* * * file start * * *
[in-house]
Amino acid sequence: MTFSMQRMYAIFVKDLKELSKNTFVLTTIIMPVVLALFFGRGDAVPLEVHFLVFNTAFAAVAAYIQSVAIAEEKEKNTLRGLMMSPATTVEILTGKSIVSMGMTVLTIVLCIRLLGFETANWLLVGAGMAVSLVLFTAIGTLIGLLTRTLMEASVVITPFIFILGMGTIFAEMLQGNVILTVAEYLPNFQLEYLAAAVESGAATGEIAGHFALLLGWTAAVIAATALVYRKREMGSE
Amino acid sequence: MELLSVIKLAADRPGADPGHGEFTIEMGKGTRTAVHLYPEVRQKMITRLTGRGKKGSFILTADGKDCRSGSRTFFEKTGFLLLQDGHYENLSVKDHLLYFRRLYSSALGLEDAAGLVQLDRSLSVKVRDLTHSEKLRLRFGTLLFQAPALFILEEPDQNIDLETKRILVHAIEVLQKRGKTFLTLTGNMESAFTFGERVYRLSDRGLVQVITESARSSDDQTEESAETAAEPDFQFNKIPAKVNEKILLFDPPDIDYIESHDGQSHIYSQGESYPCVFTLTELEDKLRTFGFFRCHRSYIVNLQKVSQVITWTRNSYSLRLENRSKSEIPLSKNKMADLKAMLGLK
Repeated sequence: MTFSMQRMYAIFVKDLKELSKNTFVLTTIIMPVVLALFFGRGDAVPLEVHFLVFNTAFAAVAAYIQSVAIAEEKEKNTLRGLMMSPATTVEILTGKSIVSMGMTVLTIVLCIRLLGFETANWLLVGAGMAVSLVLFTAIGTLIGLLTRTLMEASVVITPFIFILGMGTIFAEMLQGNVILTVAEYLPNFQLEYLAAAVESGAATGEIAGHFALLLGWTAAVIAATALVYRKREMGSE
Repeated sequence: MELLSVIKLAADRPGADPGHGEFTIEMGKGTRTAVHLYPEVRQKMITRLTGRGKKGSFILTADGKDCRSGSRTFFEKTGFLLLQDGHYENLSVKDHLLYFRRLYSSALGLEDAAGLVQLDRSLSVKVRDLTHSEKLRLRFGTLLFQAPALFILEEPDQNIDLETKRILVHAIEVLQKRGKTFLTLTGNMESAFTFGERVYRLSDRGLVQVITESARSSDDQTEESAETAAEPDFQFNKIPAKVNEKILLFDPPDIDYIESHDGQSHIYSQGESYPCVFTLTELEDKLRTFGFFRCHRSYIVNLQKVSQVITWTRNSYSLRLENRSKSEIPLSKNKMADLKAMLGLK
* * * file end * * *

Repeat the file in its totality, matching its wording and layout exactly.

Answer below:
[in-house]
Amino acid sequence: MTFSMQRMYAIFVKDLKELSKNTFVLTTIIMPVVLALFFGRGDAVPLEVHFLVFNTAFAAVAAYIQSVAIAEEKEKNTLRGLMMSPATTVEILTGKSIVSMGMTVLTIVLCIRLLGFETANWLLVGAGMAVSLVLFTAIGTLIGLLTRTLMEASVVITPFIFILGMGTIFAEMLQGNVILTVAEYLPNFQLEYLAAAVESGAATGEIAGHFALLLGWTAAVIAATALVYRKREMGSE
Amino acid sequence: MELLSVIKLAADRPGADPGHGEFTIEMGKGTRTAVHLYPEVRQKMITRLTGRGKKGSFILTADGKDCRSGSRTFFEKTGFLLLQDGHYENLSVKDHLLYFRRLYSSALGLEDAAGLVQLDRSLSVKVRDLTHSEKLRLRFGTLLFQAPALFILEEPDQNIDLETKRILVHAIEVLQKRGKTFLTLTGNMESAFTFGERVYRLSDRGLVQVITESARSSDDQTEESAETAAEPDFQFNKIPAKVNEKILLFDPPDIDYIESHDGQSHIYSQGESYPCVFTLTELEDKLRTFGFFRCHRSYIVNLQKVSQVITWTRNSYSLRLENRSKSEIPLSKNKMADLKAMLGLK
Repeated sequence: MTFSMQRMYAIFVKDLKELSKNTFVLTTIIMPVVLALFFGRGDAVPLEVHFLVFNTAFAAVAAYIQSVAIAEEKEKNTLRGLMMSPATTVEILTGKSIVSMGMTVLTIVLCIRLLGFETANWLLVGAGMAVSLVLFTAIGTLIGLLTRTLMEASVVITPFIFILGMGTIFAEMLQGNVILTVAEYLPNFQLEYLAAAVESGAATGEIAGHFALLLGWTAAVIAATALVYRKREMGSE
Repeated sequence: MELLSVIKLAADRPGADPGHGEFTIEMGKGTRTAVHLYPEVRQKMITRLTGRGKKGSFILTADGKDCRSGSRTFFEKTGFLLLQDGHYENLSVKDHLLYFRRLYSSALGLEDAAGLVQLDRSLSVKVRDLTHSEKLRLRFGTLLFQAPALFILEEPDQNIDLETKRILVHAIEVLQKRGKTFLTLTGNMESAFTFGERVYRLSDRGLVQVITESARSSDDQTEESAETAAEPDFQFNKIPAKVNEKILLFDPPDIDYIESHDGQSHIYSQGESYPCVFTLTELEDKLRTFGFFRCHRSYIVNLQKVSQVITWTRNSYSLRLENRSKSEIPLSKNKMADLKAMLGLK